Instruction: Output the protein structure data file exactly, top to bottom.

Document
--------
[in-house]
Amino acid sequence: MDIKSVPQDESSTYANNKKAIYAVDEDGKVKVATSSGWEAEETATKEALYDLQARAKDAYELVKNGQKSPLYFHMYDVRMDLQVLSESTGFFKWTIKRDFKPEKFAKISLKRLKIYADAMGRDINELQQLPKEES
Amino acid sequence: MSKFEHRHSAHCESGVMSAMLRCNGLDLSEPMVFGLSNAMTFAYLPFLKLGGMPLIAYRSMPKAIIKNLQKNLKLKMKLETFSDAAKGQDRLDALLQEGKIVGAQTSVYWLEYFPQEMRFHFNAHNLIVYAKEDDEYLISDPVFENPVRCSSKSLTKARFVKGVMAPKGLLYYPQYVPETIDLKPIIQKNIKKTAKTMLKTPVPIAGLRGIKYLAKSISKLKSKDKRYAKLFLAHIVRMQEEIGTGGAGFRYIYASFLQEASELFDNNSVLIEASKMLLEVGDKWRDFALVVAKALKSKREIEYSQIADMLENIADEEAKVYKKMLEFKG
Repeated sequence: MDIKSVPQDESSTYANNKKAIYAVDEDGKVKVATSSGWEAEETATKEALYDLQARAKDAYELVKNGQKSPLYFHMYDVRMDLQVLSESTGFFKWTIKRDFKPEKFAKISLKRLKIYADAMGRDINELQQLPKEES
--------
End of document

[in-house]
Amino acid sequence: MDIKSVPQDESSTYANNKKAIYAVDEDGKVKVATSSGWEAEETATKEALYDLQARAKDAYELVKNGQKSPLYFHMYDVRMDLQVLSESTGFFKWTIKRDFKPEKFAKISLKRLKIYADAMGRDINELQQLPKEES
Amino acid sequence: MSKFEHRHSAHCESGVMSAMLRCNGLDLSEPMVFGLSNAMTFAYLPFLKLGGMPLIAYRSMPKAIIKNLQKNLKLKMKLETFSDAAKGQDRLDALLQEGKIVGAQTSVYWLEYFPQEMRFHFNAHNLIVYAKEDDEYLISDPVFENPVRCSSKSLTKARFVKGVMAPKGLLYYPQYVPETIDLKPIIQKNIKKTAKTMLKTPVPIAGLRGIKYLAKSISKLKSKDKRYAKLFLAHIVRMQEEIGTGGAGFRYIYASFLQEASELFDNNSVLIEASKMLLEVGDKWRDFALVVAKALKSKREIEYSQIADMLENIADEEAKVYKKMLEFKG
Repeated sequence: MDIKSVPQDESSTYANNKKAIYAVDEDGKVKVATSSGWEAEETATKEALYDLQARAKDAYELVKNGQKSPLYFHMYDVRMDLQVLSESTGFFKWTIKRDFKPEKFAKISLKRLKIYADAMGRDINELQQLPKEES